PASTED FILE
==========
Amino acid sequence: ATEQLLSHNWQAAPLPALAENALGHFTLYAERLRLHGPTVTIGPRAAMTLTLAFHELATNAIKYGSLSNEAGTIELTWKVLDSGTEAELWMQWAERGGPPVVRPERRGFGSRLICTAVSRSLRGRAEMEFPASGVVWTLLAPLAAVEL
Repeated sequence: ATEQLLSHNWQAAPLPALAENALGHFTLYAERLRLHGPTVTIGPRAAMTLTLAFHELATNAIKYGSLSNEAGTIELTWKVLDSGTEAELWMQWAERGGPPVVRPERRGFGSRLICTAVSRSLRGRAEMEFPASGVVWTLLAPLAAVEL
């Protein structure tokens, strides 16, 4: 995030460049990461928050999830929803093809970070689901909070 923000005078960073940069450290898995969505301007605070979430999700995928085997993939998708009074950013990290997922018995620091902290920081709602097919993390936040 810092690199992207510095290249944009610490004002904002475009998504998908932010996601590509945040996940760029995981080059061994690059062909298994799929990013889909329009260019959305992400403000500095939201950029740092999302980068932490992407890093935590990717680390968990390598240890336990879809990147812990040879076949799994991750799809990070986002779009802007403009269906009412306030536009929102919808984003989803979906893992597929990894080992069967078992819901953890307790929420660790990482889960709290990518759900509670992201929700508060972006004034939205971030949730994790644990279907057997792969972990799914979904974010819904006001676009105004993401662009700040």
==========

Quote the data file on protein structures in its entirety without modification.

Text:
Amino acid sequence: ATEQLLSHNWQAAPLPALAENALGHFTLYAERLRLHGPTVTIGPRAAMTLTLAFHELATNAIKYGSLSNEAGTIELTWKVLDSGTEAELWMQWAERGGPPVVRPERRGFGSRLICTAVSRSLRGRAEMEFPASGVVWTLLAPLAAVEL
Repeated sequence: ATEQLLSHNWQAAPLPALAENALGHFTLYAERLRLHGPTVTIGPRAAMTLTLAFHELATNAIKYGSLSNEAGTIELTWKVLDSGTEAELWMQWAERGGPPVVRPERRGFGSRLICTAVSRSLRGRAEMEFPASGVVWTLLAPLAAVEL
């Protein structure tokens, strides 16, 4: 995030460049990461928050999830929803093809970070689901909070 923000005078960073940069450290898995969505301007605070979430999700995928085997993939998708009074950013990290997922018995620091902290920081709602097919993390936040 810092690199992207510095290249944009610490004002904002475009998504998908932010996601590509945040996940760029995981080059061994690059062909298994799929990013889909329009260019959305992400403000500095939201950029740092999302980068932490992407890093935590990717680390968990390598240890336990879809990147812990040879076949799994991750799809990070986002779009802007403009269906009412306030536009929102919808984003989803979906893992597929990894080992069967078992819901953890307790929420660790990482889960709290990518759900509670992201929700508060972006004034939205971030949730994790644990279907057997792969972990799914979904974010819904006001676009105004993401662009700040």